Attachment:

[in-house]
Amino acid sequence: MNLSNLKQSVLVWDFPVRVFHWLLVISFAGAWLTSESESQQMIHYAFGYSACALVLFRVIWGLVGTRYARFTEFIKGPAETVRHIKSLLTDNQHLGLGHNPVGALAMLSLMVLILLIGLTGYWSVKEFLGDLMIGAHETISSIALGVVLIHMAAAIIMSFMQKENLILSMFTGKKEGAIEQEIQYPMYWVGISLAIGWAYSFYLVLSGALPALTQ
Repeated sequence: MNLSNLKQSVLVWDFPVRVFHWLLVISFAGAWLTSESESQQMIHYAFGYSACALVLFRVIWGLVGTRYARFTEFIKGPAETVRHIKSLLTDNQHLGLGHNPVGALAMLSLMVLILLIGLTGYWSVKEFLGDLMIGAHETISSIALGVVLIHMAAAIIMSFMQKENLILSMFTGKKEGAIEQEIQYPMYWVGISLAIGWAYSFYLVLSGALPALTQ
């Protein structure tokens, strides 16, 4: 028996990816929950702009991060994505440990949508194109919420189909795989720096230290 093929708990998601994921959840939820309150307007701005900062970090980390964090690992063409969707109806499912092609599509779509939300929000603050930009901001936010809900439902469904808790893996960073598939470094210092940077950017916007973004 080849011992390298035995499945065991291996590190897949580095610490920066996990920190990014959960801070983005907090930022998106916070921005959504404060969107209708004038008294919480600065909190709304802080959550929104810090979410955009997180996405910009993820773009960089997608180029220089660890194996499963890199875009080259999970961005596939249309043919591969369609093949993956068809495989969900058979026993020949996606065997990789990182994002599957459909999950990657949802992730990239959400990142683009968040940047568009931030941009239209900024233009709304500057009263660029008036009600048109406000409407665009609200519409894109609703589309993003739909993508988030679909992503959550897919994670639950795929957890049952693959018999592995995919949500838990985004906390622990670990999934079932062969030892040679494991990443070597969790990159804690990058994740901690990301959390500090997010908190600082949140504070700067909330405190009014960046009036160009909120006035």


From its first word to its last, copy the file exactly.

[in-house]
Amino acid sequence: MNLSNLKQSVLVWDFPVRVFHWLLVISFAGAWLTSESESQQMIHYAFGYSACALVLFRVIWGLVGTRYARFTEFIKGPAETVRHIKSLLTDNQHLGLGHNPVGALAMLSLMVLILLIGLTGYWSVKEFLGDLMIGAHETISSIALGVVLIHMAAAIIMSFMQKENLILSMFTGKKEGAIEQEIQYPMYWVGISLAIGWAYSFYLVLSGALPALTQ
Repeated sequence: MNLSNLKQSVLVWDFPVRVFHWLLVISFAGAWLTSESESQQMIHYAFGYSACALVLFRVIWGLVGTRYARFTEFIKGPAETVRHIKSLLTDNQHLGLGHNPVGALAMLSLMVLILLIGLTGYWSVKEFLGDLMIGAHETISSIALGVVLIHMAAAIIMSFMQKENLILSMFTGKKEGAIEQEIQYPMYWVGISLAIGWAYSFYLVLSGALPALTQ
């Protein structure tokens, strides 16, 4: 028996990816929950702009991060994505440990949508194109919420189909795989720096230290 093929708990998601994921959840939820309150307007701005900062970090980390964090690992063409969707109806499912092609599509779509939300929000603050930009901001936010809900439902469904808790893996960073598939470094210092940077950017916007973004 080849011992390298035995499945065991291996590190897949580095610490920066996990920190990014959960801070983005907090930022998106916070921005959504404060969107209708004038008294919480600065909190709304802080959550929104810090979410955009997180996405910009993820773009960089997608180029220089660890194996499963890199875009080259999970961005596939249309043919591969369609093949993956068809495989969900058979026993020949996606065997990789990182994002599957459909999950990657949802992730990239959400990142683009968040940047568009931030941009239209900024233009709304500057009263660029008036009600048109406000409407665009609200519409894109609703589309993003739909993508988030679909992503959550897919994670639950795929957890049952693959018999592995995919949500838990985004906390622990670990999934079932062969030892040679494991990443070597969790990159804690990058994740901690990301959390500090997010908190600082949140504070700067909330405190009014960046009036160009909120006035």